She sits, then, shifting her weight back onto her haunches, and Keeps-to-the-Shade can see an ugly wound nestled between two ribs on her chest, though the fur is clean and the skin still somewhere between healing and scarring. I've been told that there is no bird in these woods more clever than you. Do you think you might be able to help me out?

A rustle of feathers, follows, a prideful kind of twitch that isn't quite preening so much as letting inky black and reflective blue show. Ever moving, Shade edges sideways along the branch, but keeping in the wolf's view as beady eyes study the canine, its posture and its injury. Whoever told you isn't wrong, wolf, she says, even as she thinks briefly of the shadowy goshawk.

No, she still is.

But if they told you I'm very kind, they might have been exaggerating.

Kindness is the highest form of wisdom, the wolf agrees, but also the worst currency. I don't expect you to lift feather for me without being promised something in return. I'll let you name your price if you think you're capable of the task.

She turns her eyes away, looking out through the trees at the open field beyond the woodland where a small herd of red deer graze in the mist. Of course, if you decide that you can't— I won't hold it against you. I'm certain I can find another with the amount of cunning required.

Lift off is silent, but her wings aren't noiseless — all the same, she cuts a smooth path through the air within snapping distance of the wolf's maw, her flight noisy in canine ear before she lifts up again, landing in bramble with a shiver of icy twigs that sway beneath her slight weight. Her tail closes like a fan as she looks back at the stranger.

Then tell me task, is a little snippish.

Wolves don't smile, not even this one, but there's a brief pause in which the wolf contains her amusement so that when she speaks again, her tone stays somber. Duncan Rowntree killed two mountain folk at Horseshoe Pass for kidnapping his niece, she says. One of the dead was wearing a necklace that has great personal value to me. I would take it back myself, but I can think of no way into Eilean Donan without being seen by the guard.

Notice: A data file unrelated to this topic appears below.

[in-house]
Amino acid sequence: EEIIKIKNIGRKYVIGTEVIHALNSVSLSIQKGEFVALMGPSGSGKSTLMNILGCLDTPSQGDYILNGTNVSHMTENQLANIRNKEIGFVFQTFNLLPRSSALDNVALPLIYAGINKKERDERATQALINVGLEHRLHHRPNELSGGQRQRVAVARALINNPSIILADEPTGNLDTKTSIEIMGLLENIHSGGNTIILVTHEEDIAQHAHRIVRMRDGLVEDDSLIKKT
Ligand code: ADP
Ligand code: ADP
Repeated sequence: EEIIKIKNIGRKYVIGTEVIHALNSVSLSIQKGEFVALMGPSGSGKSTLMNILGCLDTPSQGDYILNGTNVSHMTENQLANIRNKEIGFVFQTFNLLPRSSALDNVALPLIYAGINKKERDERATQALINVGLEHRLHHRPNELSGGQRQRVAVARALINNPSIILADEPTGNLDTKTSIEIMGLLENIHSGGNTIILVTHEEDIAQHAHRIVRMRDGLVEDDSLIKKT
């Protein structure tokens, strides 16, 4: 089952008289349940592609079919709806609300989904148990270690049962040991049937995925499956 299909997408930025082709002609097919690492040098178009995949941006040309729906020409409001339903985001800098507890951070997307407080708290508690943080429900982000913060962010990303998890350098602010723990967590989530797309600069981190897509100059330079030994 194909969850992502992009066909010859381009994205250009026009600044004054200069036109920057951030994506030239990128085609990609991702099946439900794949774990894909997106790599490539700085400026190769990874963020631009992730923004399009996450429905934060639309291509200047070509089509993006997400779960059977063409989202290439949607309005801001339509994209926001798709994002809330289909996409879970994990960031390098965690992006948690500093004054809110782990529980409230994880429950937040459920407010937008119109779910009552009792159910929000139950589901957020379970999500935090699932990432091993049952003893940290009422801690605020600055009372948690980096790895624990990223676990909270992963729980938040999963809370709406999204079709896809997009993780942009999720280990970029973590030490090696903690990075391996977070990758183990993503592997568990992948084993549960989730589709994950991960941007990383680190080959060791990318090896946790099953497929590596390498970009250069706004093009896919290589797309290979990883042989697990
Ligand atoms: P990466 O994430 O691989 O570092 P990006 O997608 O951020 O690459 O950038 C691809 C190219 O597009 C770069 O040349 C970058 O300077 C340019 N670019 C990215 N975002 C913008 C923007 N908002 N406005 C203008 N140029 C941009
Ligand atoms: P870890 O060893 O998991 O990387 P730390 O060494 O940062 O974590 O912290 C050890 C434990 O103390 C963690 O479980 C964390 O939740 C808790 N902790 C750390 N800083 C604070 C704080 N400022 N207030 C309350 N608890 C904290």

The name goes recognised, if only thanks to a lack of inquiry that follows, beak opening and closing in contemplative clicks. And then, Shade laughs — it isn't true laughter, the way humans do, physical and breathing and compulsive, but psychic amusement rustles like bells in trees. Is that all? Steal a trinket?

If what I'm asking of you is so simple, then what you'll want in return must not be very great either. The wolf licks some of the blood from her whiskers, showing long, pink-stained teeth with tufts of fur from her last meal still stuck between them. So tell me, Shade: What am I to do for you?

Now, now. I am small. You are not small. What's easy for me is not easy for you, and the price is in proportion to that, wolf.

Shade hops to face the wolf again, with another queasy sway of whip-thin twigs. A token for a token. Hunt me something good to eat, and have it warm and waiting when I return. I'll also need to know what this bit of shine looks like, and also your name.

It's strung on a cord of leather, the wolf says of the 'shine', which makes it sound like the necklace does not glisten or gleam at all, a raven's skull, two wooden beads and sleek black feathers each. The next breath she exhales washes over the magpie, displacing carefully preened plumage. My name is Ylva.

There's a twitch to bow, almost, as steaming exhale streams by, silent in her consideration before she says, That's an interesting sounding token, Ylva. But she doesn't inquire more — if she works quickly and so desires, she can place it in Fletcher's hands first and see what he can make of it.

Give me today to find it, and tomorrow to get it. I'll meet you here, when the sun is heighest, and we'll have our exchange. She clicks her beak. Nothing with feathers, please.

Nothing with feathers, Ylva concedes.